Let me share one insight God gave me (slowly) during my time away. We were able to attend a vast range of churches – from a high church service, conducted in French, at Notre Dame Cathedral in Paris to a free-for-all charismatic service, parts of it in tongues, in a renovated theatre in Bath, and almost every conceivable variation between. It was an ecclesiastical kaleidoscope.
But no matter how different each church was from any other, in every one we sensed God at work. Sometimes, in truth, it took some work to discern how or where. But in every single faith community we took part in, we sensed at least some whisper of the Spirit. All over the world, God is being lifted high, the gospel is being preached, lives are being restored, good is overcoming evil, truth is triumphing over deceit, and light is conquering darkness.
It’s not to say there aren’t problems. Equally, all over the world, things are messy and broken and difficult. But the overall impression I’ve come away with is that the church of Jesus Christ, struggling though it may be, is alive in every corner of the globe, and is the hope of the world.
And God does not have a plan B.
My name is Mark, and I am one of your pastors.
I can hardly believe my good luck.
I’ve been back in Duncan nearly a week, sorting mail, plucking weeds, resuming routines, trying to remember the whereabouts of keys and files, catching up with friends and neighbours. And, of course, riding my motorcycle. It makes me feel especially welcome home that summer held fire until this moment, wearing sackcloth and ashes right up to the day we got back and then pulling out all its regalia, its full pageantry.
In my first blog from Wales, I compared it to Narnia – an impression that deepened the longer we stayed. There were times, at dusk, I swear I saw a talking bear bound through the glade or a Centaur stride across the field. Coming home, then, was like stepping back through the wardrobe: picking up where we left off after living a lifetime elsewhere. The most common remark I’ve heard: “Oh, you’re back already. That went fast.”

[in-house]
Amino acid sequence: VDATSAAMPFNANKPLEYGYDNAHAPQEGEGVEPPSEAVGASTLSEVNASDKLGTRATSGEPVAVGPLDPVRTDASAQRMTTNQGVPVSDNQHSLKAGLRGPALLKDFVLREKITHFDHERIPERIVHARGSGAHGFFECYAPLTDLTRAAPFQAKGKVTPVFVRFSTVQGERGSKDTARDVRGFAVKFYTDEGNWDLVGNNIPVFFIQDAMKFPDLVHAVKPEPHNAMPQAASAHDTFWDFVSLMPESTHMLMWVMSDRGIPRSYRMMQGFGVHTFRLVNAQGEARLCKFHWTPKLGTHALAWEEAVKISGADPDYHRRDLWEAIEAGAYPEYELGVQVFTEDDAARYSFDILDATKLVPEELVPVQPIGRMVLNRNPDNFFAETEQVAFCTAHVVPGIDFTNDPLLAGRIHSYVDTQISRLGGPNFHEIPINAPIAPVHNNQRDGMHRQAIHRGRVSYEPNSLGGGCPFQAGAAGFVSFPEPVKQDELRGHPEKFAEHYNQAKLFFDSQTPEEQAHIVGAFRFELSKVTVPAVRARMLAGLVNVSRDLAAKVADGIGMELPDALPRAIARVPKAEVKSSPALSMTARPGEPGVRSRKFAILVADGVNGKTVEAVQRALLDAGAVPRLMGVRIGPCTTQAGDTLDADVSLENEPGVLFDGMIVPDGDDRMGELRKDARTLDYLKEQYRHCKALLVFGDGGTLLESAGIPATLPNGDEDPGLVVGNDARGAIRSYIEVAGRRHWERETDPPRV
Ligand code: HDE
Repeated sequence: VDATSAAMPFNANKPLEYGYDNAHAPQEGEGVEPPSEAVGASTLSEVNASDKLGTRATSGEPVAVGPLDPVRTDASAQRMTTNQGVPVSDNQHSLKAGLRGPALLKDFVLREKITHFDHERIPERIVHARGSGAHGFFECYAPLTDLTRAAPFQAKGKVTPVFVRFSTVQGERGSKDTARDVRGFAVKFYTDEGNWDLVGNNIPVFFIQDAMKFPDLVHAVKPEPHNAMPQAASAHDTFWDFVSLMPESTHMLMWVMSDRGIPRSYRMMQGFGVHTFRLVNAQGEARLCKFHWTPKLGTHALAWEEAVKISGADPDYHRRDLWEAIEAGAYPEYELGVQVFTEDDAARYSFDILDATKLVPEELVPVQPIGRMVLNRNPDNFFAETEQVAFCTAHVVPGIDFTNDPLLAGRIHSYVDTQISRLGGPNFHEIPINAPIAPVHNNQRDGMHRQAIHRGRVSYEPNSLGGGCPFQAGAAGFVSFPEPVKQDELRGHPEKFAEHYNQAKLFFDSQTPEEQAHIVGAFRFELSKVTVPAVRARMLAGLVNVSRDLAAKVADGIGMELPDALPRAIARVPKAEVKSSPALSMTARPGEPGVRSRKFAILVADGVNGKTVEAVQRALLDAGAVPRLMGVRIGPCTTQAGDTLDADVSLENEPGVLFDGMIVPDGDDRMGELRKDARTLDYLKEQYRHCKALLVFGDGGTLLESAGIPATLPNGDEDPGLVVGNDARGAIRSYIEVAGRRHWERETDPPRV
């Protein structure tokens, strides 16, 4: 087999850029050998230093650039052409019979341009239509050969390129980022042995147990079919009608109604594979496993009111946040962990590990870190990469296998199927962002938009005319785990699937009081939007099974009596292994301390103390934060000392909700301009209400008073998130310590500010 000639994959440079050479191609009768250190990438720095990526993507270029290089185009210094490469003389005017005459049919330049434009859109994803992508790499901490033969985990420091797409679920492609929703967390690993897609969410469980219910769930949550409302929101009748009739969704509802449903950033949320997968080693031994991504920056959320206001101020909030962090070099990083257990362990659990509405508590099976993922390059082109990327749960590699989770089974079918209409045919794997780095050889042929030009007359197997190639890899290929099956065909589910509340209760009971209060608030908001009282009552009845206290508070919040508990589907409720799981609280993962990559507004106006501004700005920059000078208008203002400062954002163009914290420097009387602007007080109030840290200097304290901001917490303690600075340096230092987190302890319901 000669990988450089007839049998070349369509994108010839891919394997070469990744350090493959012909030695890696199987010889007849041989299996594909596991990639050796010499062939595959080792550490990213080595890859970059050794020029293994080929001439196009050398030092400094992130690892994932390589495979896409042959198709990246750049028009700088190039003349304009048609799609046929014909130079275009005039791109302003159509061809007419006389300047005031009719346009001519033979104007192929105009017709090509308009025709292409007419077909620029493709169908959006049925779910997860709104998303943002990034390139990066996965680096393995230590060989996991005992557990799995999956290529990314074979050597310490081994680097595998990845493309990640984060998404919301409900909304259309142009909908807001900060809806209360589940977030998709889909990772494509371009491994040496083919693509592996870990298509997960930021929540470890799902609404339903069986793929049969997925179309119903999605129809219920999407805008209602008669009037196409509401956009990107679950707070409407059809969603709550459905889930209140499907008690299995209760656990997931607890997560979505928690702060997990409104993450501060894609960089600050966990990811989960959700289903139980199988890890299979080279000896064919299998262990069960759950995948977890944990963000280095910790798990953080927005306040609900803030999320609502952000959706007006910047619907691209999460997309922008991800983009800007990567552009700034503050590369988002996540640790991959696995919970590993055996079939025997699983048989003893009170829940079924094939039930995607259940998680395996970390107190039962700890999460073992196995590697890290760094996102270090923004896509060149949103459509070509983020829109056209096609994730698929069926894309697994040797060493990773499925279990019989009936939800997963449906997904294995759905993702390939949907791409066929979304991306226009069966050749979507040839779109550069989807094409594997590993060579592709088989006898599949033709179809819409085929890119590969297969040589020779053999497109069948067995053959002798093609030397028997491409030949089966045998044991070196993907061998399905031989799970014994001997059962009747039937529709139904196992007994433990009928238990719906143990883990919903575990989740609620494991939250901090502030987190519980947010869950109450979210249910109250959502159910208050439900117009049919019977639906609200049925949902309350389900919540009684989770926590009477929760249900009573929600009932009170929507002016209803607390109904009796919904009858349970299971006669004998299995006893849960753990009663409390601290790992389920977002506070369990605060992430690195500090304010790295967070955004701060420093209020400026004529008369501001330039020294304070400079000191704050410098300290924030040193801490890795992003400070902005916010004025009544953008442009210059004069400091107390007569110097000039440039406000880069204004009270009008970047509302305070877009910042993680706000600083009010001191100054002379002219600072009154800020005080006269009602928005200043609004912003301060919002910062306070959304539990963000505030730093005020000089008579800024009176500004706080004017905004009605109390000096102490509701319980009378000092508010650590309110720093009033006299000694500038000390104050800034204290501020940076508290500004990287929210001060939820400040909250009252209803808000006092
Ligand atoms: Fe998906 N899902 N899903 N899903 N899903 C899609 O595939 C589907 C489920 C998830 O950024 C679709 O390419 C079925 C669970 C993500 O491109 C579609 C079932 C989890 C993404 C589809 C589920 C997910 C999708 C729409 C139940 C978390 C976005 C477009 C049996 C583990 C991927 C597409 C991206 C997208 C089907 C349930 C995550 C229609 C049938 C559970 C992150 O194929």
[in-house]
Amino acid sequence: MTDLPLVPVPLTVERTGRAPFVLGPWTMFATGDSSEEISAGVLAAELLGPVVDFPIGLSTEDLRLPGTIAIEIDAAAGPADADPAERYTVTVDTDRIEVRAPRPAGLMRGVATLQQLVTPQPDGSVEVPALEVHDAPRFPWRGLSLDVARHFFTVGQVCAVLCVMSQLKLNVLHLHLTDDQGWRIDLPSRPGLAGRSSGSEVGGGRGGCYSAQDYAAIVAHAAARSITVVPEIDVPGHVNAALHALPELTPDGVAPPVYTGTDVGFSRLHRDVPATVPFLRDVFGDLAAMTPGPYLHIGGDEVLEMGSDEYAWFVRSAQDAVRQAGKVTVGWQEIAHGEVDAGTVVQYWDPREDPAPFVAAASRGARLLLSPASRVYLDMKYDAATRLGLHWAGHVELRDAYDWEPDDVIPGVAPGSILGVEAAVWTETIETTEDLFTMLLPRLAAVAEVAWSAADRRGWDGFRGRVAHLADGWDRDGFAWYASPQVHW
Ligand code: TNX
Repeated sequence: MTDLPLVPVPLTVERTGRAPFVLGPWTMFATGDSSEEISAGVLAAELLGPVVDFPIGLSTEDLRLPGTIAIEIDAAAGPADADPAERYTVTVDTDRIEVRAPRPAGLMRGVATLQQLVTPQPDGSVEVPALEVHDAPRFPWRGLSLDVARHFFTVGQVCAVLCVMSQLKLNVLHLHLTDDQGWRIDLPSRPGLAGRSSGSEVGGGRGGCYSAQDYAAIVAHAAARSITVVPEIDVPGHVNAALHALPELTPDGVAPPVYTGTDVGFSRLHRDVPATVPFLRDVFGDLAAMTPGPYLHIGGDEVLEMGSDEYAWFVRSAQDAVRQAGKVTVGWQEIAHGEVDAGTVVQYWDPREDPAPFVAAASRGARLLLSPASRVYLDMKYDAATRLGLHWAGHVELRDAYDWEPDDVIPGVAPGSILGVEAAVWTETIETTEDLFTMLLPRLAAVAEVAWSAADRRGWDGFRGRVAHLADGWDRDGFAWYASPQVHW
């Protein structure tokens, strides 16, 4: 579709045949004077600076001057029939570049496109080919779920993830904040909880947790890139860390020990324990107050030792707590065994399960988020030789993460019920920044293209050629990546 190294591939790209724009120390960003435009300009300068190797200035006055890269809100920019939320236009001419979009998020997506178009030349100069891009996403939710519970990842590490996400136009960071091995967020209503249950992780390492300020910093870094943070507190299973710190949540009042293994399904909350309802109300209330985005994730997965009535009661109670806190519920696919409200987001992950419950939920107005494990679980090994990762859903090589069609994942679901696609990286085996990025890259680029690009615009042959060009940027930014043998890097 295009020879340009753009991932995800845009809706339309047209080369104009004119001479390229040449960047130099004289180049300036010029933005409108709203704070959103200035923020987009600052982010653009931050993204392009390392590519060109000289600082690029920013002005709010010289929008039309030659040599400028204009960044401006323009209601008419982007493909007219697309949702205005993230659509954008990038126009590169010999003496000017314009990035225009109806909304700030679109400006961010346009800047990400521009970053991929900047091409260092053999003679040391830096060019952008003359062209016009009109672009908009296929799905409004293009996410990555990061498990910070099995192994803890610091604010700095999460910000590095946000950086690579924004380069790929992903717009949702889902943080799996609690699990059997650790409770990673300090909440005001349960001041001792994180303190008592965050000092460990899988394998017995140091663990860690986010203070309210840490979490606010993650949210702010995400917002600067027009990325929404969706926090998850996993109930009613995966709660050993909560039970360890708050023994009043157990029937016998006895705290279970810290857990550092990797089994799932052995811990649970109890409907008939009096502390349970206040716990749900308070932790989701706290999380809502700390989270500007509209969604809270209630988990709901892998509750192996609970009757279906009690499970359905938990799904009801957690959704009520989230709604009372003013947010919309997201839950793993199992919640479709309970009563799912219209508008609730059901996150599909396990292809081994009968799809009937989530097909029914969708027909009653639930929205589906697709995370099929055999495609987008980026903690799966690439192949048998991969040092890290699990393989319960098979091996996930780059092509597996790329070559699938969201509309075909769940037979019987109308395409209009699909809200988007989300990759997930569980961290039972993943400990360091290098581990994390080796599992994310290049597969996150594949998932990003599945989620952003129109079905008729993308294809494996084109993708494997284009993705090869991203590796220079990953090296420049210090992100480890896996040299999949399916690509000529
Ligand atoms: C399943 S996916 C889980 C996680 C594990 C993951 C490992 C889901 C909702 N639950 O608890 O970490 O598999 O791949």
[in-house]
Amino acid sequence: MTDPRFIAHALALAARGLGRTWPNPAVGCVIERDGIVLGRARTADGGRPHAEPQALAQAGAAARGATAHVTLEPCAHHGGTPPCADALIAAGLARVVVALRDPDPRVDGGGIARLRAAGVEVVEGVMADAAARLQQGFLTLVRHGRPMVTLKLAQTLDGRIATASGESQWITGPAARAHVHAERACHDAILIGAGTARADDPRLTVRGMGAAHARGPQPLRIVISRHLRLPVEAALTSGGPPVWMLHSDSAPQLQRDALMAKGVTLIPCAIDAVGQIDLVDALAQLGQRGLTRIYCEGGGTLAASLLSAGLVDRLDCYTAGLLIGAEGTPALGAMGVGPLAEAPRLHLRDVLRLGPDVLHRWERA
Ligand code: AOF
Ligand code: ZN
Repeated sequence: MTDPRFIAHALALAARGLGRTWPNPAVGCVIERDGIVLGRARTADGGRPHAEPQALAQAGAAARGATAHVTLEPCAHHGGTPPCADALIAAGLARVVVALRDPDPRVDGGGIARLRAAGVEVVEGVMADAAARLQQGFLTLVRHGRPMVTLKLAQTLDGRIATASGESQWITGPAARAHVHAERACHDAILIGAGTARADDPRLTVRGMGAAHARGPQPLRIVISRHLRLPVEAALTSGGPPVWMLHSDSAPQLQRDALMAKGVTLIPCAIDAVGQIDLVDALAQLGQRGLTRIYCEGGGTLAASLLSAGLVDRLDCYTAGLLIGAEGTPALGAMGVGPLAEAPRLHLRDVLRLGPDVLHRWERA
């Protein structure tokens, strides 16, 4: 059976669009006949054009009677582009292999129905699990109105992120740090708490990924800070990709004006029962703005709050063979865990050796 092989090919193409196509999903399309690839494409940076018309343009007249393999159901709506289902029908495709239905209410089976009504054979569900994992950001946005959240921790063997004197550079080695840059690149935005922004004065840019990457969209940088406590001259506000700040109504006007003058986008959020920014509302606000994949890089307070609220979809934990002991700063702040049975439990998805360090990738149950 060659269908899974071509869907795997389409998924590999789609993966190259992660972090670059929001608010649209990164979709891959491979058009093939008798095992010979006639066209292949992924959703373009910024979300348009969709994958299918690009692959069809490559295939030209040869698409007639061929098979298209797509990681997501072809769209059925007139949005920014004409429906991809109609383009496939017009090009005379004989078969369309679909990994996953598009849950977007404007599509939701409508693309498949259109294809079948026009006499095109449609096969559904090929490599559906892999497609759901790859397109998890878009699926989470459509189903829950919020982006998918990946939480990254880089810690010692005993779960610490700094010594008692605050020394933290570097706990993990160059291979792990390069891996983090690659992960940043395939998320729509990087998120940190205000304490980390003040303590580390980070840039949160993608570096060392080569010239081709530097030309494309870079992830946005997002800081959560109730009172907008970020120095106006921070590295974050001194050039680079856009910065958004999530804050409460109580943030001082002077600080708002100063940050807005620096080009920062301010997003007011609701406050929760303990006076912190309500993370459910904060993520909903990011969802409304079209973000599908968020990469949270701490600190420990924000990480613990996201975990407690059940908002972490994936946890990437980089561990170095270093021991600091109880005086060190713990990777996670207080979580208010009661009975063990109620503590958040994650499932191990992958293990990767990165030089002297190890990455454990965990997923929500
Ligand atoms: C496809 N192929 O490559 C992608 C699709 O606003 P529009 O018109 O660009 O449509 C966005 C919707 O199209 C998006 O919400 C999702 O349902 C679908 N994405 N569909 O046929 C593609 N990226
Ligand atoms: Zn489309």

I get that. We all notice presence more than absence – the person who’s there, not the person who’s missing – and so I never expected anyone to wake up daily and ache for my return. And the remark is an unsolicited tribute to the team who carried the load at the church while I was away: they made my absence irrelevant. I think that’s brilliant. I applaud them and thank them.
But the strangeness for me is that the time away shaped me profoundly, and I neither have the right words, nor does anyone have sufficient time, to explain it. The closest I can come is either the Narnia analogy, or to compare it with a movie I saw years ago, Castaway. In that, a man ends up absent from his life, not four months, but four years, alone on a desert island. When he finally returns to the world he left, it’s hurtled on without him and yet remained virtually the same. But not him. For him, everything stopped, and everything changed.
I’m being melodramatic, but that’s a bit of a taste of what I’m feeling. In Wales, my days unfolded with exquisite slowness, filled with gentle serendipities, hidden treasures, small epiphanies. I started breathing differently. I listened better. I played more. I laughed harder.
And now the real test: Can I be and can I do all these things here?